What is regeneration?

Regenerate: to make anew, to bring forth, to restore

“Regeneration are those actions and processes which allows life to maintain in good health, but at the same time also restore life in ecosystems – from micro organisms up to large populations.” Andrea Illy, Co-Chair: The Regenerative Society Foundation (1)

Regeneration is not a “new thing”

Regeneration is an important aspect of the cycles of life. Without it life would not exist. Healthy living systems are inherently regenerative – and healthy humans are too.

Regeneration in Nature

My interest in nature’s ability to regenerate started during childhood when I encountered dried lichen in the Namib desert near Swakopmund- these were thousands of years old, survived cycles of severe droughts and were almost instantly revived with a small amount of water. I also saw how geckos grow back their tails.

Regeneration in Mythology

Stories of regeneration abound in human culture. In pre-Christian Norse mythology and long before Marvel Comics and Walt Disney, Iduna is the goddess of revitalization and rejuvenation. She is the keeper of the coveted fruits of immortality, and a member of the Norse gods associated with vitality and life.

Regeneration in Video Games

Gaming enthusiasts are familiar with the importance of keeping up their avatar’s life force and vitality. Regenerative activities and rewards are often built into the game play. From collecting plants to eat, to mixing and drinking elixirs, to completing side quests to peaceful communities to gain skills and rewards, game designers have found fun ways for gamers to learn the importance of investing in maintaining and improving the avatar’s vigour, powers and longevity for successful completion of quests and ultimately the game.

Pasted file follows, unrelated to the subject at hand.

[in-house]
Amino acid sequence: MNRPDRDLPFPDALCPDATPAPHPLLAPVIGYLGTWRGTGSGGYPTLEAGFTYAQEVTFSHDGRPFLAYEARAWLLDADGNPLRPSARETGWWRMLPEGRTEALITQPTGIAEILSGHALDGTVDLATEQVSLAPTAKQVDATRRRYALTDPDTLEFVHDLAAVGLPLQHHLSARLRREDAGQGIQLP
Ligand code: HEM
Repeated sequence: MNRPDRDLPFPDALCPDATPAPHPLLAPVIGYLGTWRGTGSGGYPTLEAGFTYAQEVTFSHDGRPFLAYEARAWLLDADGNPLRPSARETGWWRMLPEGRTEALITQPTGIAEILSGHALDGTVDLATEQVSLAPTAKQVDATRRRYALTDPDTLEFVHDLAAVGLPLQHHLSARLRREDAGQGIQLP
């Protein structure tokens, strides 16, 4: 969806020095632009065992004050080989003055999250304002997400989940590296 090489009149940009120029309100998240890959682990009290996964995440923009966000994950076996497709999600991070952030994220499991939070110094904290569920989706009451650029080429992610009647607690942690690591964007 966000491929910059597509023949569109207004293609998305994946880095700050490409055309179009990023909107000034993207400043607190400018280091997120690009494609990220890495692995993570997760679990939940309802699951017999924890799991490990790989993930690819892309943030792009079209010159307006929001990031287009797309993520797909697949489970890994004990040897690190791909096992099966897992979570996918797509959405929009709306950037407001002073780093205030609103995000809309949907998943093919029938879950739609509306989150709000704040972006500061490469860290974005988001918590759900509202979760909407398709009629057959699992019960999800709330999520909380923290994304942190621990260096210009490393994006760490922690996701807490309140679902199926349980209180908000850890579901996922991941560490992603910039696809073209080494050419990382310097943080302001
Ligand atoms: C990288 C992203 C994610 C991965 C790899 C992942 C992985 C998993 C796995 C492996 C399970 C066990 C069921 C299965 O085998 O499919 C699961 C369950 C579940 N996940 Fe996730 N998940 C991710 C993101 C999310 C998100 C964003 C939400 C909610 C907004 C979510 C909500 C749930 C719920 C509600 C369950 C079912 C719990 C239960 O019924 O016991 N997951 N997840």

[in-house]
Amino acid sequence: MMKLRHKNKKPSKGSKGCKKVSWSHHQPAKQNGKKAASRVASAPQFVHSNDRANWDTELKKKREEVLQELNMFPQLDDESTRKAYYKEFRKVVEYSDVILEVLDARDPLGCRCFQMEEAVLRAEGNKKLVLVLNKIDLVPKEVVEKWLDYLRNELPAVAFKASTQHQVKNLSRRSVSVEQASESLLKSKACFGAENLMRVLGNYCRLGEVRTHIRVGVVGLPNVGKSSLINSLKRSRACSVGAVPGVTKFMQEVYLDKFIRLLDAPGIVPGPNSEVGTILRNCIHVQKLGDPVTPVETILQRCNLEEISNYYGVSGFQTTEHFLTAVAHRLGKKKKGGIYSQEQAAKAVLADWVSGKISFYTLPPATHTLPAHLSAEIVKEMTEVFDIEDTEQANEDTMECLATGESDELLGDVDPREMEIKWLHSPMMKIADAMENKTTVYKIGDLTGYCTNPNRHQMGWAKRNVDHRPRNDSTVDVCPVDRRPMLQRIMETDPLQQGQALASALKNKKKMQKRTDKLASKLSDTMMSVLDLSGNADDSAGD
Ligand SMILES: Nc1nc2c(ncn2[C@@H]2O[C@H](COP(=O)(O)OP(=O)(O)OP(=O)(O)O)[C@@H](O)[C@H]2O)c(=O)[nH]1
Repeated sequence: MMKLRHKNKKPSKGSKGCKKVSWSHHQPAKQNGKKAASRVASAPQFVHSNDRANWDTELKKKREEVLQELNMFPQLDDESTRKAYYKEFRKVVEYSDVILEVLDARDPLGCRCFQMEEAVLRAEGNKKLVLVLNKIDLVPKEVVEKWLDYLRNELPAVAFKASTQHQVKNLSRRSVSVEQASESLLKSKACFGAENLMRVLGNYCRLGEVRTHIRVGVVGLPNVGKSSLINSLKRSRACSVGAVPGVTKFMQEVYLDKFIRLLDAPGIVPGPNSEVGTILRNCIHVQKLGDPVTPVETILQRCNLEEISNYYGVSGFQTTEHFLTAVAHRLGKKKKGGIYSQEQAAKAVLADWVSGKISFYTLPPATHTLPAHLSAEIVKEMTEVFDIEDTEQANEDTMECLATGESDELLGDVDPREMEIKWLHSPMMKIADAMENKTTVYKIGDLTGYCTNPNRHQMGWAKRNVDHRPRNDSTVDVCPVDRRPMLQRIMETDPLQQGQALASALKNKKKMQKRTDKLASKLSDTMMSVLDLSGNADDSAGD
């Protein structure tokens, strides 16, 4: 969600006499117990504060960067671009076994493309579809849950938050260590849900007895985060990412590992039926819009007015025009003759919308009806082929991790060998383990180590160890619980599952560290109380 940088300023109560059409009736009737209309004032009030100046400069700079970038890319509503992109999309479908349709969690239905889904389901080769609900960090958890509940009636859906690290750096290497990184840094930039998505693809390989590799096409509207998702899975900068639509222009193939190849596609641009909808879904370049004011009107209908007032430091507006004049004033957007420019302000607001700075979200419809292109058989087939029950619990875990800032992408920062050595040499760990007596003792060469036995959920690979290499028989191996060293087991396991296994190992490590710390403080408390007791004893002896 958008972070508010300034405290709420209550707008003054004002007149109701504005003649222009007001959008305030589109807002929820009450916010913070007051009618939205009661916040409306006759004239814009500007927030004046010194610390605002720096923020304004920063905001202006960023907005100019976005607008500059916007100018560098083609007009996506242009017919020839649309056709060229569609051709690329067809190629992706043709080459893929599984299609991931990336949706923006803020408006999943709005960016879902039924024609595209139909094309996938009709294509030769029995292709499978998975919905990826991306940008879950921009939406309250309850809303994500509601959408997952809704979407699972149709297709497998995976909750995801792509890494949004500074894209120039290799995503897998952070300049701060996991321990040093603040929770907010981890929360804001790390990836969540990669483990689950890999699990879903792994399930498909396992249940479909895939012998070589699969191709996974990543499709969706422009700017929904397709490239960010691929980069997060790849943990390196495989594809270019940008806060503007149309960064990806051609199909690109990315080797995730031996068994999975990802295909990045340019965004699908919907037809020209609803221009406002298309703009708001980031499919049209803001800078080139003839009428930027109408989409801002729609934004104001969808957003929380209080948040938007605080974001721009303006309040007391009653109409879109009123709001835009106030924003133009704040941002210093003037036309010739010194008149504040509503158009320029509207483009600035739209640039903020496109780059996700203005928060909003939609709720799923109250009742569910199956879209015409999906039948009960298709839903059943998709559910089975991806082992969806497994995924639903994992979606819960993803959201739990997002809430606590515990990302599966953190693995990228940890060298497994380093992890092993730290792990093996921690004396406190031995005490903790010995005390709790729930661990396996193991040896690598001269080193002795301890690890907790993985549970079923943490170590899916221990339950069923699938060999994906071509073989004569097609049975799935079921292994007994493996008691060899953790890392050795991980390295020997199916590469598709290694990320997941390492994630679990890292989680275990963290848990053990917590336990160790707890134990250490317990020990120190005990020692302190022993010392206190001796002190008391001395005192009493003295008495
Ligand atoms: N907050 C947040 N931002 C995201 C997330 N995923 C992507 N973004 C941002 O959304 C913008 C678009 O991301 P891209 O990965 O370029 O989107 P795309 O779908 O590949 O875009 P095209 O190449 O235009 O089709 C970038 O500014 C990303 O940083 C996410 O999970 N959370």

Attributes of regeneration

Here are some of the qualities and attributes of a regenerative system:

  • Replenishing
  • Syntropic (anti-entropy)
  • Anti-Fragile and robust
  • Focus on the complexity and uniqueness of each place
  • Promotes positive energy balance in a system
  • Making a system new and even better than it was before
  • Increasingly requires less energy and resources to gain the same or even better outputs (increasing return with lower investment in energy and resources)
  • Biophilia (love for natural world and life)
  • Living systems, nature metaphors and natural world consciousness is dominant
  • Versatile therefore having mechanisms to prevent knock-on effect of failure (if one domino falls, others are prevented from starting to fall too)

What is the opposite of regeneration?

Sometimes it helps to look at opposites to understand a concept.

Using Andrea Illy’s definition above, I describe degeneration as “those activities and processes which depletes the life needed to maintain good health and vitality, and at the same time also remove the life and vitality in ecosystems – from micro organisms up to large populations.”

Attributes of degeneration

Here are some of the qualities and attributes of a degenerative system:

  • Depletion
  • Entropy
  • Fragile and brittle
  • Simplification and generalizing: treating everything including places and humans as if they are the same everywhere
  • Amplifies negative energy imbalance in a system
  • Making a system as something outdated, accelerating ageing and obsolescence
  • Increasingly requires higher energy and resources to gain the same outputs (diminishing return on investment)
  • Biophobia (fear and disdain of nature)
  • Machines, machine metaphors and machine consciousness is dominant
  • Mono (limited versatility) creating knock-on effect of failure (one domino falls, others start falling too)

Here is a question:

Is the tourism industry a degenerative system or a regenerative system?


Regenerative action produces meaningful living, happiness and wellbeing, while also ultimately addressing the current environmental destruction and climate change challenges.

Incorporating regeneration into your life provides opportunities to find new sources for financial wellbeing, inspires recovering of bio-diversity and creates motivation to protect natural, living capital for next generations.

Recommend resource

Watch “Life in Syntropy” by Agenda Gotsch to see how regeneration works in practice – in this example, how agro-forestry can address challenges with soil erosion while improving the climate to make it easier to grow food and have a happy vocation.

© 2022 MaRi Eagar